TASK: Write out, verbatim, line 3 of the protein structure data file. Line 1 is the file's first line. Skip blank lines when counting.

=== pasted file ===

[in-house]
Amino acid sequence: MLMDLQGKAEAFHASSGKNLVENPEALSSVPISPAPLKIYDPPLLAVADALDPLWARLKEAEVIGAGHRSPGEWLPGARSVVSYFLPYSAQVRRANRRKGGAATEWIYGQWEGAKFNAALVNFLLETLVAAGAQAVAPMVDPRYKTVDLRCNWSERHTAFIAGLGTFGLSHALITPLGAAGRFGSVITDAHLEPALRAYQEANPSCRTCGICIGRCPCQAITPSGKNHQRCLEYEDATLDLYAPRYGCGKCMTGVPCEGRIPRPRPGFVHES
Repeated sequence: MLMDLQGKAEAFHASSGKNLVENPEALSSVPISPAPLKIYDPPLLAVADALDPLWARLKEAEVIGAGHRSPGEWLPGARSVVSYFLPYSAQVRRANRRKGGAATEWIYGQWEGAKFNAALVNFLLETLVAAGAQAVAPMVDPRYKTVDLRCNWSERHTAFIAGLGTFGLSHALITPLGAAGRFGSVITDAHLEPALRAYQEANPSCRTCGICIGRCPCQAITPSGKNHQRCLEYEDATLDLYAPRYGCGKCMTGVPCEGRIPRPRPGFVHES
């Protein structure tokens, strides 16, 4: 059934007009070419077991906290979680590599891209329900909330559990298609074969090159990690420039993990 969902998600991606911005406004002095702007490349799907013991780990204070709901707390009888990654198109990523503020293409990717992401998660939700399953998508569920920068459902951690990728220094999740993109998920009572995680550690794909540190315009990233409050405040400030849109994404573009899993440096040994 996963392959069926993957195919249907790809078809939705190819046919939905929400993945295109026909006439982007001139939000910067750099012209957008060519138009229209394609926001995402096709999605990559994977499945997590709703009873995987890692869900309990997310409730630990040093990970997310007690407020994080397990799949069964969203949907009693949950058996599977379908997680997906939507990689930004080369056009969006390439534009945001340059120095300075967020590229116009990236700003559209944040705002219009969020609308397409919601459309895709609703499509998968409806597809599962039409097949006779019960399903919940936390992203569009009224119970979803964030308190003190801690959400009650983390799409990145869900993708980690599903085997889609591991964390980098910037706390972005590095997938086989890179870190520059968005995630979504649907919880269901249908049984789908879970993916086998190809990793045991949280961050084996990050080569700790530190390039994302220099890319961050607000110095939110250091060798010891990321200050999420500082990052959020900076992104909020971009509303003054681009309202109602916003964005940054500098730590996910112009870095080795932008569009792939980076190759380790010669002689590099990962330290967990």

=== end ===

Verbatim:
Repeated sequence: MLMDLQGKAEAFHASSGKNLVENPEALSSVPISPAPLKIYDPPLLAVADALDPLWARLKEAEVIGAGHRSPGEWLPGARSVVSYFLPYSAQVRRANRRKGGAATEWIYGQWEGAKFNAALVNFLLETLVAAGAQAVAPMVDPRYKTVDLRCNWSERHTAFIAGLGTFGLSHALITPLGAAGRFGSVITDAHLEPALRAYQEANPSCRTCGICIGRCPCQAITPSGKNHQRCLEYEDATLDLYAPRYGCGKCMTGVPCEGRIPRPRPGFVHES